People living in more deprived areas are expected to live shorter lives than people in less deprived areas. They are also expected to live a smaller proportion of their lives in good health. The government has acknowledged the need to ‘level up health’ and the importance of health to economic prosperity. There is a need for a whole government strategy to improve health and health equity, with a focus on the wider factors – beyond health care and social care – that influence our health.

    • There is no UK-wide measure of deprivation, so this analysis uses three different indices of multiple deprivation (IMD): the Scottish Index, the Welsh Index and the English Indices.
    • The Scottish IMD, Welsh IMD and English IMD are the official measures of relative deprivation for small areas in Scotland, Wales and England. All three take into account a broad range of social and economic indicators for local areas.
    • This chart uses the English IMD 2019 (built from 2011 Lower Layer Super Output Areas known as LSOAs), the Scottish IMD 2020 (built from 2011 data zones) and the Welsh IMD 2019 (built from 2011 LSOAs). The indices rank small areas in each corresponding country from most deprived to least deprived and divides them into 10 equal groups (deciles). Decile 1 represents the most deprived 10% of local areas, while decile 10 represents the least deprived 10%.
    • This analysis uses period life expectancy: the number of years that someone born at a given point can be expected to live, if current age-specific mortality rates did not change for the rest of their life.
    • Healthy life expectancy measures the number of years an individual is expected to live in good health, based on period life expectancy and a measure of self-rated health.
    • In this instance, self-rated health is a measure of health from the Annual Population Survey, adjusted by Census data, on a five-point scale from ‘very good’ to ‘very bad’. Other options include ‘good’, ‘fair’ and ‘bad’. Good health relates to people reporting their health as ‘very good’ or ‘good’.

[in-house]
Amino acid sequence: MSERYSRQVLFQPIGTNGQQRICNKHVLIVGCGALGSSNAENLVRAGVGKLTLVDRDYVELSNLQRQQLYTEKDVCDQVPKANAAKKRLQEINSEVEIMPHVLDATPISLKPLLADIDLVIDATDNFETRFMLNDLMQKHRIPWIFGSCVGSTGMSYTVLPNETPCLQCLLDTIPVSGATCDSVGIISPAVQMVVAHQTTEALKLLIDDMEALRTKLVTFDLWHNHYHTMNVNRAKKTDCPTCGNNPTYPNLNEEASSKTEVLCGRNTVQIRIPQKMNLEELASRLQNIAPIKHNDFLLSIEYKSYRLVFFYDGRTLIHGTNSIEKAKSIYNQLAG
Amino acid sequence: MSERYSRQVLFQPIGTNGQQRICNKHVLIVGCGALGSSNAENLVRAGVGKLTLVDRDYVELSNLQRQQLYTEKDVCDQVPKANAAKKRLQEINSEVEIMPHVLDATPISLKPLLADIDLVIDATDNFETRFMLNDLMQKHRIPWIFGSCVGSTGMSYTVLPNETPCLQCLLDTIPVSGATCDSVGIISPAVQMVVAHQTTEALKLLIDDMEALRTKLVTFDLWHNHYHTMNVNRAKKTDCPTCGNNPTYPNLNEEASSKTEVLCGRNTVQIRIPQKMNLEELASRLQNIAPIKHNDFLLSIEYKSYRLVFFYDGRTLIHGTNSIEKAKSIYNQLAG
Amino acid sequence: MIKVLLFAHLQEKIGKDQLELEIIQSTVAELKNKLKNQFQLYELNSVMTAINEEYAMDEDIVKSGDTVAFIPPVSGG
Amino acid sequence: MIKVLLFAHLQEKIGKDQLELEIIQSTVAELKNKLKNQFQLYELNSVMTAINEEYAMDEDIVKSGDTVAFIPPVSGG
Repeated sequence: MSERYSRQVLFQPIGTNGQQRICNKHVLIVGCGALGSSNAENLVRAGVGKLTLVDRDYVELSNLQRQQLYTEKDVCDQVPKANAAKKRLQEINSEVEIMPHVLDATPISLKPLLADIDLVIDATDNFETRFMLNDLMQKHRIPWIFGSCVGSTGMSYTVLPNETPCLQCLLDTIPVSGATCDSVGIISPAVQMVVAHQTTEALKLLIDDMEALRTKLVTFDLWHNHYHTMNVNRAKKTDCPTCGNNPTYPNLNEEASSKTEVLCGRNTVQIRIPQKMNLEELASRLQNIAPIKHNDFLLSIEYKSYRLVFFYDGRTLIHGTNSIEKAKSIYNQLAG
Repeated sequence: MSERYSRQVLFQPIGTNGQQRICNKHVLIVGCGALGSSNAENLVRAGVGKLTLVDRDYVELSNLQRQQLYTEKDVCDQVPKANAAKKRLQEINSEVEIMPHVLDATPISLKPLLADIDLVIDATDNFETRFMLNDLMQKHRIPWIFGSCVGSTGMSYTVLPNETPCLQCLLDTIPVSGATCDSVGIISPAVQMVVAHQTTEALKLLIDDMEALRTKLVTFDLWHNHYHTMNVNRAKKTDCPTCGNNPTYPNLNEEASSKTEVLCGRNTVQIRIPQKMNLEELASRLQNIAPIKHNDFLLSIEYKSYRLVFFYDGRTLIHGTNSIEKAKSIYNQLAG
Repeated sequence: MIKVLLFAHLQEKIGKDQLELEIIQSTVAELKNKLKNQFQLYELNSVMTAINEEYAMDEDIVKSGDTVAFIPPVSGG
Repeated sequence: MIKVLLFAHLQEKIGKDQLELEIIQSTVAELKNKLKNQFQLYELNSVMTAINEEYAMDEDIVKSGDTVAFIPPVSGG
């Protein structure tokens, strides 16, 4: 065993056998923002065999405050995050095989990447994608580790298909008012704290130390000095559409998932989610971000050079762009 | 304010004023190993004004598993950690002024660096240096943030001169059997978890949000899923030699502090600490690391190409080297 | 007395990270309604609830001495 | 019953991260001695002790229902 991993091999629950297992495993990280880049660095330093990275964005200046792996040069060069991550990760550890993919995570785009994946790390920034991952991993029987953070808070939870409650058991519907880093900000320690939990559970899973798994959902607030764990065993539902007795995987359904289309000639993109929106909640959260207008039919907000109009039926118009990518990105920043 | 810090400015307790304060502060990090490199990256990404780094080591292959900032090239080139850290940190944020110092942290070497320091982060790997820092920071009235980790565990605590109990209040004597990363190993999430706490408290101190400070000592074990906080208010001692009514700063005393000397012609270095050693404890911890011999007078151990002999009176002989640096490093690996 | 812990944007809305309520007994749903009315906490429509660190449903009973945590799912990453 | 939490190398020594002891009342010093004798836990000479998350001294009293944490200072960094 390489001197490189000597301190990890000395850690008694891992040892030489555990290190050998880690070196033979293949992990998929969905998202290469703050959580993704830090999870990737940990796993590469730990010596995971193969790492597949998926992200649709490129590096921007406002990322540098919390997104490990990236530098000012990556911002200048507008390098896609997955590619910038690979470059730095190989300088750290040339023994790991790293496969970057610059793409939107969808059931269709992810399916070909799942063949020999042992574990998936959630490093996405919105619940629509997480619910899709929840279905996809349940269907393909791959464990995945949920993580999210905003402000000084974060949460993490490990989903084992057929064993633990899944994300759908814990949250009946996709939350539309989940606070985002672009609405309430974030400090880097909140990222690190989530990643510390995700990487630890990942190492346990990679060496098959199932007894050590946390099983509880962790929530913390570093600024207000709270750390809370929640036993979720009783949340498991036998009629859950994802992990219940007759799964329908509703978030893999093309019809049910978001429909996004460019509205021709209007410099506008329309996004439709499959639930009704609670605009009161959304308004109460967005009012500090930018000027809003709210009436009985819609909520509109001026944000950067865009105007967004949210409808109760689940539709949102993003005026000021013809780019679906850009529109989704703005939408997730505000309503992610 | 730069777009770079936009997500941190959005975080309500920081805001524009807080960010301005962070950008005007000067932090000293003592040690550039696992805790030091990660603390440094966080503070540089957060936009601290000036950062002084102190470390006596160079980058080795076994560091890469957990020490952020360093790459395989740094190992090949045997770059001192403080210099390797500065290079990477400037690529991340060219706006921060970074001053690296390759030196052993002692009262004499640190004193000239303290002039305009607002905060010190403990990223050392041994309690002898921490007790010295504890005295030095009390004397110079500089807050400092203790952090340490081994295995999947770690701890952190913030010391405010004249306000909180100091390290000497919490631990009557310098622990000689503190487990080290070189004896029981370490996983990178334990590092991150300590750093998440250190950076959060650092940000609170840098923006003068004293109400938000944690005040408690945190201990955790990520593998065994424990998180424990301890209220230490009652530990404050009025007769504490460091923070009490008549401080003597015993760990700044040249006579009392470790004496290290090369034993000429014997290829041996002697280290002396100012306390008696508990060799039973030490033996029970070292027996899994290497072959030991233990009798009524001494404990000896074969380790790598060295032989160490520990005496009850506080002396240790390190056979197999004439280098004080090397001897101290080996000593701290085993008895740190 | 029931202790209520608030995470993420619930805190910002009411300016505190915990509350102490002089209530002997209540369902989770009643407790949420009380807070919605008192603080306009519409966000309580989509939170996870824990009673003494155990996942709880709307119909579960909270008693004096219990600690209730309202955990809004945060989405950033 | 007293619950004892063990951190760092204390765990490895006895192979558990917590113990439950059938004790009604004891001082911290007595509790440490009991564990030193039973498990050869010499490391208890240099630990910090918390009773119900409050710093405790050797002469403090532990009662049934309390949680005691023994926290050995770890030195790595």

• Healthy life expectancy data for Northern Ireland are excluded from this chart as they are not available by deprivation decile, due to sampling size and methodological differences in the survey method compared with other UK regions.

    Source:  Office for National Statistics, Health state life expectancies by national deprivation deciles, England: 2017–2019Health state life expectancies by national deprivation deciles, Wales: 2017–2019National Records of Scotland, Life Expectancy in Scotland, 2017–2019

    Related content

    Analysis

    Local healthy life expectancy at birth by region and sex

    Analysis

    At regional level, the difference in health life expectancy is largest in Scotland. The North East...

    Analysis

    Map of healthy life expectancy at birth

    Analysis

    Healthy life expectancy at birth varies across the UK. There is a gap in healthy life expectancy at...

    Explore the topics

    Health inequalities

    Money and resources

    Work

    Housing

    alt=""

    Transport

    Neighbourhoods and surroundings

    Coming soon

    Family, friends and community

    Coming soon

    This is part of Evidence hub: What drives health inequalities?

    Data, insights and analysis exploring how the circumstances in which we live shape our health